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Digital security for supply chains to battle counterfeiters

Securing containers used in the supply chain is of importance for reducing theft or as a means of avoiding counterfeit goods entering the marketplace. Traditional mechanisms for doing so include screening and validating the contents of cargo being shipped and with the use of locks and tamper-proof seals.

Digital container technology

More advanced approaches are using digital technology to help safeguard shipments and containers. To enhance docker security, digital technologies can provide track-and-trace solutions, such as notifying any changes to the cloud and using interfaces that enable each container to be connected to a network, facilitating communication between containers. Docker is an open-source software to help businesses to automate the deployment of applications and which can run on the cloud or on-premises.

To make this mechanism robust, it is important not to exceed resource quotas or to fill up the memory capacity of a system and using software to secure container registries. An additional verification tool is through the use of container images.

As an example of application, and in making good use of such cloud technology in relation to the transport of goods, the Port of Antwerp has announced it is to digitise all container release from 2021.


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A common means to track containers is the use of radio frequency identification (RFID), although there are variations in terms of the reliability of the technology. The best way to consider RFID is as an intelligent bar code.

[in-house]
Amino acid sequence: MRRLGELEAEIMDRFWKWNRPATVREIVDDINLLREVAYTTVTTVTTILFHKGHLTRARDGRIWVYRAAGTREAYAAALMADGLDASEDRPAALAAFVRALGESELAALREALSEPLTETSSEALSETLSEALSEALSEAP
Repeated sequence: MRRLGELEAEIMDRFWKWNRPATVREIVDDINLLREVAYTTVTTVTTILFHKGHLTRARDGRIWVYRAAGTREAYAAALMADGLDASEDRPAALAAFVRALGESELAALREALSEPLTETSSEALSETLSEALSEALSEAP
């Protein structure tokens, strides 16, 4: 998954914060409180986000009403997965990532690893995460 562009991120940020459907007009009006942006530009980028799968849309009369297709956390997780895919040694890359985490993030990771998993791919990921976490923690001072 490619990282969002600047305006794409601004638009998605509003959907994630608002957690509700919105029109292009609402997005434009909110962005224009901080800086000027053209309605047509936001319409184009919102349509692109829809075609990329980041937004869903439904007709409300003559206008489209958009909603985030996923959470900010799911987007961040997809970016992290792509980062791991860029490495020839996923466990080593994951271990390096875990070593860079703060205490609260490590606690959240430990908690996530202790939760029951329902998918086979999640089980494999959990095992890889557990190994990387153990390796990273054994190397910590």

The more robust RFID transponders are designed to enhance container system inventory tracking. The aim is to provide real-time accurate information about every movement of goods throughout the supply.

The technology requires a reader and a tag. An RFID reader transmits an encoded radio signal to interrogate the tag. The tag transponder converts the radio signal into usable power, and responds to the reader. Hence, the RFID tag receives the message and then responds with its identification and other information.

It is also important that the selected RFID tags maintain performance on wood, plastic or metal shipping containers of virtually any shape or size.

The cost of the technology is falling. In October 2020, Internet of Things technology company Talkin’ Things issued an RFID tag priced at between 3 and 4 cents pert ag. The tag is designed for the shipment of consumer goods, food and pharmaceuticals.


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The most sophisticated means to track and control shipping containers is through the application of blockchain technology. A blockchain is a series of transactions referred to as “blocks.” Each block contains all of the information and data about one transaction (sometimes referred to as a hash). Captured digitally, the ledger, which cannot be altered, contains the previous block’s hash.

When applied to shipping, blockchain technology can provide a record of the Bill of Lading and a shipment’s transfer history. As an example, if a transport company signs for a shipment, hence accepting the shipment for further transport, this data can be captured electronically and in a way that cannot be altered.

As an example of emerging interest in the technology, Canadian Pacific has announced it has joined the TradeLens blockchain shipping platform. This is an open-API platform designed to assist shippers to create, amend and share documents with other supply chain participants.

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